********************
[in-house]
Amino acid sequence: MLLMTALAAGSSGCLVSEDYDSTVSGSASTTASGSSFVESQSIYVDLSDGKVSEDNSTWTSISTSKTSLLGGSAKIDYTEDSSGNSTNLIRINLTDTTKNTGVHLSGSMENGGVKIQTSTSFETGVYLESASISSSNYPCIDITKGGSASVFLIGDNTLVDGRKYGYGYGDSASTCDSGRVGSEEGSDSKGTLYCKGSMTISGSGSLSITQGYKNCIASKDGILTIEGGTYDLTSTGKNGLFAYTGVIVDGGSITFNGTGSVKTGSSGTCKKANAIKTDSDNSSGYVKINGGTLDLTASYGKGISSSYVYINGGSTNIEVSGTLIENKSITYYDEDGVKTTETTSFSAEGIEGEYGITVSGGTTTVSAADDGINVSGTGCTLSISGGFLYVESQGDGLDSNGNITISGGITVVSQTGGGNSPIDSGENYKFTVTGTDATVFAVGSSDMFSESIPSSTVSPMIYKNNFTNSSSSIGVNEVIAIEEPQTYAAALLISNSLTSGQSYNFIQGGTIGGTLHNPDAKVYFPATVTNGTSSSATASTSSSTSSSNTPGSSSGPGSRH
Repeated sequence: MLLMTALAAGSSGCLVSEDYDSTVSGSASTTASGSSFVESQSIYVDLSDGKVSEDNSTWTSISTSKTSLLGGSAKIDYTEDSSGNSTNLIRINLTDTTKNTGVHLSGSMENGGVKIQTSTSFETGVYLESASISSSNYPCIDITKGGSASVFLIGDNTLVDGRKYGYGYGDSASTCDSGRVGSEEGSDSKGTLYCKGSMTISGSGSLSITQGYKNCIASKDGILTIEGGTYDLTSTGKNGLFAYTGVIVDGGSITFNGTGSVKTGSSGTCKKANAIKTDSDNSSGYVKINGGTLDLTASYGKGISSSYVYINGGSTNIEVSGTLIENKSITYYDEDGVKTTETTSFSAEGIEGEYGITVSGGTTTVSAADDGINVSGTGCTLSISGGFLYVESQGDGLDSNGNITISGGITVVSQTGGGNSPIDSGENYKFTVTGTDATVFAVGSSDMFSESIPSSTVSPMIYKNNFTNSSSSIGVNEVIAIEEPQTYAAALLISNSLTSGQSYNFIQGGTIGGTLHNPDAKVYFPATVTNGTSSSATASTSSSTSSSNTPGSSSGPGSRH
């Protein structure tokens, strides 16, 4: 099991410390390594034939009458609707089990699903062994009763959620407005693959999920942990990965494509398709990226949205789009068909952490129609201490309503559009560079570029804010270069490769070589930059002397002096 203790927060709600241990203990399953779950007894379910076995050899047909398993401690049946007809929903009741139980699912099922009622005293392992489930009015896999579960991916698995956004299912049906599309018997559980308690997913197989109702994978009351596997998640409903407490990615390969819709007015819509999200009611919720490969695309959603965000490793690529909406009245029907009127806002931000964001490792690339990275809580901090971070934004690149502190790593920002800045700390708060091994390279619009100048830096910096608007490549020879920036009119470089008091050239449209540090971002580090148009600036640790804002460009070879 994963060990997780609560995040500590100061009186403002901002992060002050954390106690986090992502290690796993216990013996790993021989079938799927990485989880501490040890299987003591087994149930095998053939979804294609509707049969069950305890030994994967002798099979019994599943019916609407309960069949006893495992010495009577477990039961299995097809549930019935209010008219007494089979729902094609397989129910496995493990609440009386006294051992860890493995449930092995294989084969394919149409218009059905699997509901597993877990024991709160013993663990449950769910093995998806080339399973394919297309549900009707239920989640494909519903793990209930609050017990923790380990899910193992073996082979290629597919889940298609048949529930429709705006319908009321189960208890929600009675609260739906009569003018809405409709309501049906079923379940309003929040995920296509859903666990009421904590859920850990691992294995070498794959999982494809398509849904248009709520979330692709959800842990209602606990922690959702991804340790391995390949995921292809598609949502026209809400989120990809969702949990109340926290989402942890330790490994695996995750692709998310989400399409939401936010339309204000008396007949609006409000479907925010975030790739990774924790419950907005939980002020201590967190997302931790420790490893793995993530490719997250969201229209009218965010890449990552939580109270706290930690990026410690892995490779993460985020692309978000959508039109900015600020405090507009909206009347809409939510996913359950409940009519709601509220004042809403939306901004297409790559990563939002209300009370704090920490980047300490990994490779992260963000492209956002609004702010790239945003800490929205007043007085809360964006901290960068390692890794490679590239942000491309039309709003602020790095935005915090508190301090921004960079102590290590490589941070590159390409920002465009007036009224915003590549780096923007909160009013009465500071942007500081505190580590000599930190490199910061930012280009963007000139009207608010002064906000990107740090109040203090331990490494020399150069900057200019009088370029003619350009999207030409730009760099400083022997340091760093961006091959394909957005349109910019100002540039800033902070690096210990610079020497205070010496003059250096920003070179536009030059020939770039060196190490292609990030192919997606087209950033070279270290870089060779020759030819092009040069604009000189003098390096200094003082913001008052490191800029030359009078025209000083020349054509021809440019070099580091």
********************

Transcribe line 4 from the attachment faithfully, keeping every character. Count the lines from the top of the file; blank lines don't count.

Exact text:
């Protein structure tokens, strides 16, 4: 099991410390390594034939009458609707089990699903062994009763959620407005693959999920942990990965494509398709990226949205789009068909952490129609201490309503559009560079570029804010270069490769070589930059002397002096 203790927060709600241990203990399953779950007894379910076995050899047909398993401690049946007809929903009741139980699912099922009622005293392992489930009015896999579960991916698995956004299912049906599309018997559980308690997913197989109702994978009351596997998640409903407490990615390969819709007015819509999200009611919720490969695309959603965000490793690529909406009245029907009127806002931000964001490792690339990275809580901090971070934004690149502190790593920002800045700390708060091994390279619009100048830096910096608007490549020879920036009119470089008091050239449209540090971002580090148009600036640790804002460009070879 994963060990997780609560995040500590100061009186403002901002992060002050954390106690986090992502290690796993216990013996790993021989079938799927990485989880501490040890299987003591087994149930095998053939979804294609509707049969069950305890030994994967002798099979019994599943019916609407309960069949006893495992010495009577477990039961299995097809549930019935209010008219007494089979729902094609397989129910496995493990609440009386006294051992860890493995449930092995294989084969394919149409218009059905699997509901597993877990024991709160013993663990449950769910093995998806080339399973394919297309549900009707239920989640494909519903793990209930609050017990923790380990899910193992073996082979290629597919889940298609048949529930429709705006319908009321189960208890929600009675609260739906009569003018809405409709309501049906079923379940309003929040995920296509859903666990009421904590859920850990691992294995070498794959999982494809398509849904248009709520979330692709959800842990209602606990922690959702991804340790391995390949995921292809598609949502026209809400989120990809969702949990109340926290989402942890330790490994695996995750692709998310989400399409939401936010339309204000008396007949609006409000479907925010975030790739990774924790419950907005939980002020201590967190997302931790420790490893793995993530490719997250969201229209009218965010890449990552939580109270706290930690990026410690892995490779993460985020692309978000959508039109900015600020405090507009909206009347809409939510996913359950409940009519709601509220004042809403939306901004297409790559990563939002209300009370704090920490980047300490990994490779992260963000492209956002609004702010790239945003800490929205007043007085809360964006901290960068390692890794490679590239942000491309039309709003602020790095935005915090508190301090921004960079102590290590490589941070590159390409920002465009007036009224915003590549780096923007909160009013009465500071942007500081505190580590000599930190490199910061930012280009963007000139009207608010002064906000990107740090109040203090331990490494020399150069900057200019009088370029003619350009999207030409730009760099400083022997340091760093961006091959394909957005349109910019100002540039800033902070690096210990610079020497205070010496003059250096920003070179536009030059020939770039060196190490292609990030192919997606087209950033070279270290870089060779020759030819092009040069604009000189003098390096200094003082913001008052490191800029030359009078025209000083020349054509021809440019070099580091």